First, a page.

This Bobcats team really reminds me a lot of those from the past. Not in roster or personnel, but just how they play different opponents. They're a mess of energy, often schizophrenically so with seemingly little idea of what they're going to do, flying by the seat of their pants. The Bobcats inexplicably play down to lesser opponents and up to most of the greater teams. But young upstart energy and enthusiasm only lasts so long before the opponents' experience and talent catch up to Charlotte and begin to tighten the screws.
So it happened again, this time against the reigning world champs, the Miami Heat.
And the first half certainly didn't seem encouraging, either. The defense was way lax early on, posing no threat to a fluid Miami offense thriving in transition off the Bobcats' foundering offense. Hakim Warrick was a major defensive liability, I must say. He switches a lot, even when unnecessary and loses focus easily, following the ball and not watching his man at times. This leads to being unaware of screens being set, allowing opponents to get open looks and not boxing out for rebounds. On one particular play early on, he didn't even bother to follow Udonis Haslem (his man) to play pick and roll defense. Instead, he stood still and just pointed at him, as if it were understood that MKG should leave LeBron to cover Haslem. In turn, Henderson had to cover on hedging the pick and roll. Mario Chalmers passed to Dwyane Wade, who split Henderson and a rotating Biyombo, leaving Chris Bosh wide open for a cutting dunk.
The offense didn't inspire any hope either. Miami outscored Charlotte 9-0 to begin the game before the Bobcats took a timeout. Then they came out of the timeout and Miami went up 13-2. Miami's defense was too quick, crashing passing lanes and forcing turnovers while also preventing penetration. Were it not for Ramon Sessions torching Mike Miller late in the first, the Bobcats might not have scored 12 points in the quarter.
The second quarter marked a bit of different play, with the Bobcats creating offense in transition off of some poor cross-court passes from Miami. The defense tightened up a bit and forced Miami into more contested jumpers and also defended the paint better. Walker helped stretch the defense with a couple threes. Charlotte was still down by nearly 20 points, but they played more cohesively on both sides of the court.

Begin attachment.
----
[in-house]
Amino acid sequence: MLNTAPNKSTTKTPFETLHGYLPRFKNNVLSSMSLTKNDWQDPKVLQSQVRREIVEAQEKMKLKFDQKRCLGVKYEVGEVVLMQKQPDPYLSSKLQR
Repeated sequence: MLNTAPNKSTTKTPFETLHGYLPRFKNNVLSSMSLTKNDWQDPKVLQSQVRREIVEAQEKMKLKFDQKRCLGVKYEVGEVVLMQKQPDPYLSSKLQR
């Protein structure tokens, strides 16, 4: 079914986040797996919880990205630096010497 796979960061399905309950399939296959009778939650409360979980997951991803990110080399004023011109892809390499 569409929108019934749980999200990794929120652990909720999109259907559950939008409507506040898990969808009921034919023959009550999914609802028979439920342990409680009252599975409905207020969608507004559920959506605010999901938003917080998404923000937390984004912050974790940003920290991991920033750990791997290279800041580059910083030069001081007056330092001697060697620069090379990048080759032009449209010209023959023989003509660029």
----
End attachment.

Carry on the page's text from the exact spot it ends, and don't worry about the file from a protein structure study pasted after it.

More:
After the break, Charlotte turned it around, further forcing turnovers and getting their offense going in transition. Warrick also poured in some jumpers and even drew a charge. Walker helped implement dribble-drive offense and inside-out passing to decrease the deficit. Miami began to become too welcoming of shooting midrange jumpers in the face of trying to probe the Bobcats' interior defense. As the Bobcats cut the lead to 8, Miami once again found some offensive flow with Wade driving to the rim and passing the ball effusively to pick apart the Bobcats' defensive rotations, exposing open threes. With Miami threatening to renew a double-digit lead, Walker and Sessions kept the lead within reach with a couple treys. Their three shooting still wasn't much compared to Miami's but it helped stem the tide and paired with the reversal of the Bobcats' fortune in the pain contributed to a significant cut into the Heat's lead. It also didn't hurt that the Bobcats also got 13 attempts at the free throw line, to Miami's 2 in the third quarter.
It seemed to insane to be true - the Bobcats down to the champs by only 7 points heading into the final quarter without some of their best scorers. Yet there it was.
Alas, it was not to be. Dwyane Wade went full flambe, torching the Bobcats for 13 fourth quarter points on 5-for-6 shooting in the period. The Bobcats managed to weather the storm with LeBron on the bench on the shoulders of Gerald Henderson and Bismack Biyombo, cutting the lead to only two points.
Then LeBron subbed into the game and decided to close the door starting with a three pointer. And later, another three. The Bobcats, try as they might, just couldn't keep up on offense, struggling mightily to get good looks in the paint. The lead went back up to double digits. It would not come within the Bobcats grasp again.
There's not much to say after this game, really. I can't say I expected the Bobcats to keep it as close as they did. Hakim Warrick played well on offense, even if his defense is pretty terrible. Kemba Walker had an all-around decent game, with 27 points. Ramon Sessions played his role almost to a tee, sparking the offense to remain in the game. I'm not sure if you could ask more of this understaffed, undertalented roster against perhaps the best team in the league.
Oh yeah, and Dwyane Wade kicked Ramon Sessions in the testicles.